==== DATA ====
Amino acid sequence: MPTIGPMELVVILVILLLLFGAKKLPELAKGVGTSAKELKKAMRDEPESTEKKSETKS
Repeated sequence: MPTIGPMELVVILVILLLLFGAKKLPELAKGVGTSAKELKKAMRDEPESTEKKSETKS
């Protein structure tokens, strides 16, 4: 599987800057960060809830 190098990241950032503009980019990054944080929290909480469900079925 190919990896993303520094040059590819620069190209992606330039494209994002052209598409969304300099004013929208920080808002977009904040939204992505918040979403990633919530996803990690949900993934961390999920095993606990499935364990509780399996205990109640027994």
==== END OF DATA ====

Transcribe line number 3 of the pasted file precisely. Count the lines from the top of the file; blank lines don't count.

């Protein structure tokens, strides 16, 4: 599987800057960060809830 190098990241950032503009980019990054944080929290909480469900079925 190919990896993303520094040059590819620069190209992606330039494209994002052209598409969304300099004013929208920080808002977009904040939204992505918040979403990633919530996803990690949900993934961390999920095993606990499935364990509780399996205990109640027994």